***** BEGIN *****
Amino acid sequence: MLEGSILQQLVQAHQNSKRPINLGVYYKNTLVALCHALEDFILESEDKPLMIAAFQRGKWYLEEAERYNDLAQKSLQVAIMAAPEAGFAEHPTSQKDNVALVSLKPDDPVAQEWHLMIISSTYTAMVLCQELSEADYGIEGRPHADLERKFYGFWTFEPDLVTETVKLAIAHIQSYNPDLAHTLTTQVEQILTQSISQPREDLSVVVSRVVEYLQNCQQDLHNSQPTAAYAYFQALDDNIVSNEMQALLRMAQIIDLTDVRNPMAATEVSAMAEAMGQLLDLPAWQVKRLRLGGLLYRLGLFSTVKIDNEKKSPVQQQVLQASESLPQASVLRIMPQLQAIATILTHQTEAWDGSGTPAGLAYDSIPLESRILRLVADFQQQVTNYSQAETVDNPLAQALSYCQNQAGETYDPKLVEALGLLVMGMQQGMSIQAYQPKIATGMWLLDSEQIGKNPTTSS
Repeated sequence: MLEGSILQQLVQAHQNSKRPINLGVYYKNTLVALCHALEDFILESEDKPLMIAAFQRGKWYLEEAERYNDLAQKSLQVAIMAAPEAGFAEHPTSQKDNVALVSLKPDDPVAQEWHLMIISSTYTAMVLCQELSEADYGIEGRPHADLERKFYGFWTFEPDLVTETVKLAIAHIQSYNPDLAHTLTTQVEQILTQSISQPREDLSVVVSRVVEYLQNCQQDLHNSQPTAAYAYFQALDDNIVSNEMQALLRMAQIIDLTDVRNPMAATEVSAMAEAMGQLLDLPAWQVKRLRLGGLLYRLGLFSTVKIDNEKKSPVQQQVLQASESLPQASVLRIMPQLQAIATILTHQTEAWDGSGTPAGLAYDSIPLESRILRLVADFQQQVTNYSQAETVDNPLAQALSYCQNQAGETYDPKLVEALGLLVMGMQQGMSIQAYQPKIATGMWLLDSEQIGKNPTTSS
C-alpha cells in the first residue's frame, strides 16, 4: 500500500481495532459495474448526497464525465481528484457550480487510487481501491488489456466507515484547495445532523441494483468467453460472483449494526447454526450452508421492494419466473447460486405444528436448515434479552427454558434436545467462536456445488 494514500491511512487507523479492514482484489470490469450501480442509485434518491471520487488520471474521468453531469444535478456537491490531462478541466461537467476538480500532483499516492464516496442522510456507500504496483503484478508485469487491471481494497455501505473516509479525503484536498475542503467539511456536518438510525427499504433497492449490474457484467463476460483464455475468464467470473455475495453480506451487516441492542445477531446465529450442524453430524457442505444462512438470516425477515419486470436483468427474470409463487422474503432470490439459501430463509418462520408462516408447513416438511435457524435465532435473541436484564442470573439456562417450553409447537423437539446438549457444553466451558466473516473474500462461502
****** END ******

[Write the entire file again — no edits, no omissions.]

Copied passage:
Amino acid sequence: MLEGSILQQLVQAHQNSKRPINLGVYYKNTLVALCHALEDFILESEDKPLMIAAFQRGKWYLEEAERYNDLAQKSLQVAIMAAPEAGFAEHPTSQKDNVALVSLKPDDPVAQEWHLMIISSTYTAMVLCQELSEADYGIEGRPHADLERKFYGFWTFEPDLVTETVKLAIAHIQSYNPDLAHTLTTQVEQILTQSISQPREDLSVVVSRVVEYLQNCQQDLHNSQPTAAYAYFQALDDNIVSNEMQALLRMAQIIDLTDVRNPMAATEVSAMAEAMGQLLDLPAWQVKRLRLGGLLYRLGLFSTVKIDNEKKSPVQQQVLQASESLPQASVLRIMPQLQAIATILTHQTEAWDGSGTPAGLAYDSIPLESRILRLVADFQQQVTNYSQAETVDNPLAQALSYCQNQAGETYDPKLVEALGLLVMGMQQGMSIQAYQPKIATGMWLLDSEQIGKNPTTSS
Repeated sequence: MLEGSILQQLVQAHQNSKRPINLGVYYKNTLVALCHALEDFILESEDKPLMIAAFQRGKWYLEEAERYNDLAQKSLQVAIMAAPEAGFAEHPTSQKDNVALVSLKPDDPVAQEWHLMIISSTYTAMVLCQELSEADYGIEGRPHADLERKFYGFWTFEPDLVTETVKLAIAHIQSYNPDLAHTLTTQVEQILTQSISQPREDLSVVVSRVVEYLQNCQQDLHNSQPTAAYAYFQALDDNIVSNEMQALLRMAQIIDLTDVRNPMAATEVSAMAEAMGQLLDLPAWQVKRLRLGGLLYRLGLFSTVKIDNEKKSPVQQQVLQASESLPQASVLRIMPQLQAIATILTHQTEAWDGSGTPAGLAYDSIPLESRILRLVADFQQQVTNYSQAETVDNPLAQALSYCQNQAGETYDPKLVEALGLLVMGMQQGMSIQAYQPKIATGMWLLDSEQIGKNPTTSS
C-alpha cells in the first residue's frame, strides 16, 4: 500500500481495532459495474448526497464525465481528484457550480487510487481501491488489456466507515484547495445532523441494483468467453460472483449494526447454526450452508421492494419466473447460486405444528436448515434479552427454558434436545467462536456445488 494514500491511512487507523479492514482484489470490469450501480442509485434518491471520487488520471474521468453531469444535478456537491490531462478541466461537467476538480500532483499516492464516496442522510456507500504496483503484478508485469487491471481494497455501505473516509479525503484536498475542503467539511456536518438510525427499504433497492449490474457484467463476460483464455475468464467470473455475495453480506451487516441492542445477531446465529450442524453430524457442505444462512438470516425477515419486470436483468427474470409463487422474503432470490439459501430463509418462520408462516408447513416438511435457524435465532435473541436484564442470573439456562417450553409447537423437539446438549457444553466451558466473516473474500462461502